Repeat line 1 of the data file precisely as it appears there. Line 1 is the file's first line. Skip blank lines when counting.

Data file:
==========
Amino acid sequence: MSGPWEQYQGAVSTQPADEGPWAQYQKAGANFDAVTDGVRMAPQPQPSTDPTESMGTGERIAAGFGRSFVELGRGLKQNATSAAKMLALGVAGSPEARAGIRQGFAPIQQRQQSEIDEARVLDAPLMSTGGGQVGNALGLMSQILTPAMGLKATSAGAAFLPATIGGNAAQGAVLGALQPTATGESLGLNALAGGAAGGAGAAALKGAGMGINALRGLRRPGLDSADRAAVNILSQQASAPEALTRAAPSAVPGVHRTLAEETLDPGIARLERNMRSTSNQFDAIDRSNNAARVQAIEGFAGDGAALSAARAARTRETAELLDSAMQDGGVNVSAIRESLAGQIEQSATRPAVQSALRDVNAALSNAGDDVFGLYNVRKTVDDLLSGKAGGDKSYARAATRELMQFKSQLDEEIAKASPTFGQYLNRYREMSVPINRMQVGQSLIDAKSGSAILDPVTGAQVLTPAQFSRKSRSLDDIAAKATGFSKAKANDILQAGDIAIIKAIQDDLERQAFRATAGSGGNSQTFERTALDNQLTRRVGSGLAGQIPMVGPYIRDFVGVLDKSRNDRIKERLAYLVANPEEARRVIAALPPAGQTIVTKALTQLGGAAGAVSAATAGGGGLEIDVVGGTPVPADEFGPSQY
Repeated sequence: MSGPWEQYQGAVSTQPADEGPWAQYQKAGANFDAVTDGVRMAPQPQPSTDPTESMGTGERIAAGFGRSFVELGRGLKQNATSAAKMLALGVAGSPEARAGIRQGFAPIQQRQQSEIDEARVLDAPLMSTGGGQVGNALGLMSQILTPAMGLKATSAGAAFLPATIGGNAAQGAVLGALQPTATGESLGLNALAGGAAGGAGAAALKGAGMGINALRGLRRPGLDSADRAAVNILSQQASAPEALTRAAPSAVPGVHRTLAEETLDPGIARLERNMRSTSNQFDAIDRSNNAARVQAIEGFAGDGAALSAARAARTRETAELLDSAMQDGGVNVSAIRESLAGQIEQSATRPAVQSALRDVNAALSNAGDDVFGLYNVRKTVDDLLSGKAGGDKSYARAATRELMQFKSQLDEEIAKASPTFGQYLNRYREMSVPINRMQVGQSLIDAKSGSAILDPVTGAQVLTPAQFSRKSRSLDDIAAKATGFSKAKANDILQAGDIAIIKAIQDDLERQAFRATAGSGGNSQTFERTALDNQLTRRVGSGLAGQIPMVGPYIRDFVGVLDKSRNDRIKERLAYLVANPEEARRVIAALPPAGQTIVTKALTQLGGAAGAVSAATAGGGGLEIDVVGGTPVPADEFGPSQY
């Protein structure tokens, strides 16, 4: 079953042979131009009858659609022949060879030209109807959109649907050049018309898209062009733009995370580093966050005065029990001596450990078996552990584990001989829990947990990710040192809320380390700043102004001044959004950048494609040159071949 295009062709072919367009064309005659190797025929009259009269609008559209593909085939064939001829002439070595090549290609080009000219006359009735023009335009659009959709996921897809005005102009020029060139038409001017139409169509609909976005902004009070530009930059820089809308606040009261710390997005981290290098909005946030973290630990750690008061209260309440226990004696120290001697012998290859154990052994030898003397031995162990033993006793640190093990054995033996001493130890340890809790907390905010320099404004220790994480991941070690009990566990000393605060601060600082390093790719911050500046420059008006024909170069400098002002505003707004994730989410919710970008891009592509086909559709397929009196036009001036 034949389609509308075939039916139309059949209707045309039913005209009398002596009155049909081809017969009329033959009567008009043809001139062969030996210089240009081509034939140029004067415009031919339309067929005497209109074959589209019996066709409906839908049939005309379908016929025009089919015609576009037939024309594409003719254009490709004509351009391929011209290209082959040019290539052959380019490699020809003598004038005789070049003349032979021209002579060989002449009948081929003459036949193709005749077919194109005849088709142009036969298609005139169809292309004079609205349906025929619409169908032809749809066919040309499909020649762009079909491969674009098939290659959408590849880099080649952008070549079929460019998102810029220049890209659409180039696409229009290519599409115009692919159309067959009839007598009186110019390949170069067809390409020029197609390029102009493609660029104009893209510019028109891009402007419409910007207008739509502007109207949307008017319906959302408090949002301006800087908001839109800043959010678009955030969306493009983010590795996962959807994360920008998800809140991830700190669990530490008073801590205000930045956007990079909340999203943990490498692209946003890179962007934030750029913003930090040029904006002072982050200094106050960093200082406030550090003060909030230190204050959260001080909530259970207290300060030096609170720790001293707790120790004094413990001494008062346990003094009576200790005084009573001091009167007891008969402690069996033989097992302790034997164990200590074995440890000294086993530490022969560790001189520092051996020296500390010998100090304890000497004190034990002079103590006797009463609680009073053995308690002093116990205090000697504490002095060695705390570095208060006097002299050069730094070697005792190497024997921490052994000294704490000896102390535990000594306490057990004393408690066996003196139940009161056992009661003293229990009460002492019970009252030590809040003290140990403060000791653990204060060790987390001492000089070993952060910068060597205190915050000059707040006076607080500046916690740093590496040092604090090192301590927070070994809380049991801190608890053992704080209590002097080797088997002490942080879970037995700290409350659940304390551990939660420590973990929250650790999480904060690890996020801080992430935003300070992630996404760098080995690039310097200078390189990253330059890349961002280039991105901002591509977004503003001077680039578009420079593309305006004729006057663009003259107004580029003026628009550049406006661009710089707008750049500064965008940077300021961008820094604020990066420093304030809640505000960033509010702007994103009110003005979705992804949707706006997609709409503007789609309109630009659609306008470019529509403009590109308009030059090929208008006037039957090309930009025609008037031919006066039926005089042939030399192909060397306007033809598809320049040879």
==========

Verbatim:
Amino acid sequence: MSGPWEQYQGAVSTQPADEGPWAQYQKAGANFDAVTDGVRMAPQPQPSTDPTESMGTGERIAAGFGRSFVELGRGLKQNATSAAKMLALGVAGSPEARAGIRQGFAPIQQRQQSEIDEARVLDAPLMSTGGGQVGNALGLMSQILTPAMGLKATSAGAAFLPATIGGNAAQGAVLGALQPTATGESLGLNALAGGAAGGAGAAALKGAGMGINALRGLRRPGLDSADRAAVNILSQQASAPEALTRAAPSAVPGVHRTLAEETLDPGIARLERNMRSTSNQFDAIDRSNNAARVQAIEGFAGDGAALSAARAARTRETAELLDSAMQDGGVNVSAIRESLAGQIEQSATRPAVQSALRDVNAALSNAGDDVFGLYNVRKTVDDLLSGKAGGDKSYARAATRELMQFKSQLDEEIAKASPTFGQYLNRYREMSVPINRMQVGQSLIDAKSGSAILDPVTGAQVLTPAQFSRKSRSLDDIAAKATGFSKAKANDILQAGDIAIIKAIQDDLERQAFRATAGSGGNSQTFERTALDNQLTRRVGSGLAGQIPMVGPYIRDFVGVLDKSRNDRIKERLAYLVANPEEARRVIAALPPAGQTIVTKALTQLGGAAGAVSAATAGGGGLEIDVVGGTPVPADEFGPSQY